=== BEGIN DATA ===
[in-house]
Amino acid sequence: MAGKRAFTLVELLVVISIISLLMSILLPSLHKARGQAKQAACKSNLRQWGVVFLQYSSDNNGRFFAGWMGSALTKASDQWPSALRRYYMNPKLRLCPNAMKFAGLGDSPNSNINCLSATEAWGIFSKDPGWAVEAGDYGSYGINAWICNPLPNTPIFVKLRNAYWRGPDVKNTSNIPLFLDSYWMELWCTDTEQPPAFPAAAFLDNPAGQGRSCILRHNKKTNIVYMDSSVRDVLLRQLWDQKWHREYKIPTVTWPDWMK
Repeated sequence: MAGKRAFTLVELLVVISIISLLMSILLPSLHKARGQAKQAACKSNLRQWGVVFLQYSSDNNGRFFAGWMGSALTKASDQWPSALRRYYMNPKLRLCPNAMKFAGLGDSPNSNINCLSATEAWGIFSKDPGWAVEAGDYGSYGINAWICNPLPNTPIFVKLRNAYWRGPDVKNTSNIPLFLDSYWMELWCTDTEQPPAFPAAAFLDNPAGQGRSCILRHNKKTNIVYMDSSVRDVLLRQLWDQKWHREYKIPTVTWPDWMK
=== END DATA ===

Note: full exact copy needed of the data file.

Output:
[in-house]
Amino acid sequence: MAGKRAFTLVELLVVISIISLLMSILLPSLHKARGQAKQAACKSNLRQWGVVFLQYSSDNNGRFFAGWMGSALTKASDQWPSALRRYYMNPKLRLCPNAMKFAGLGDSPNSNINCLSATEAWGIFSKDPGWAVEAGDYGSYGINAWICNPLPNTPIFVKLRNAYWRGPDVKNTSNIPLFLDSYWMELWCTDTEQPPAFPAAAFLDNPAGQGRSCILRHNKKTNIVYMDSSVRDVLLRQLWDQKWHREYKIPTVTWPDWMK
Repeated sequence: MAGKRAFTLVELLVVISIISLLMSILLPSLHKARGQAKQAACKSNLRQWGVVFLQYSSDNNGRFFAGWMGSALTKASDQWPSALRRYYMNPKLRLCPNAMKFAGLGDSPNSNINCLSATEAWGIFSKDPGWAVEAGDYGSYGINAWICNPLPNTPIFVKLRNAYWRGPDVKNTSNIPLFLDSYWMELWCTDTEQPPAFPAAAFLDNPAGQGRSCILRHNKKTNIVYMDSSVRDVLLRQLWDQKWHREYKIPTVTWPDWMK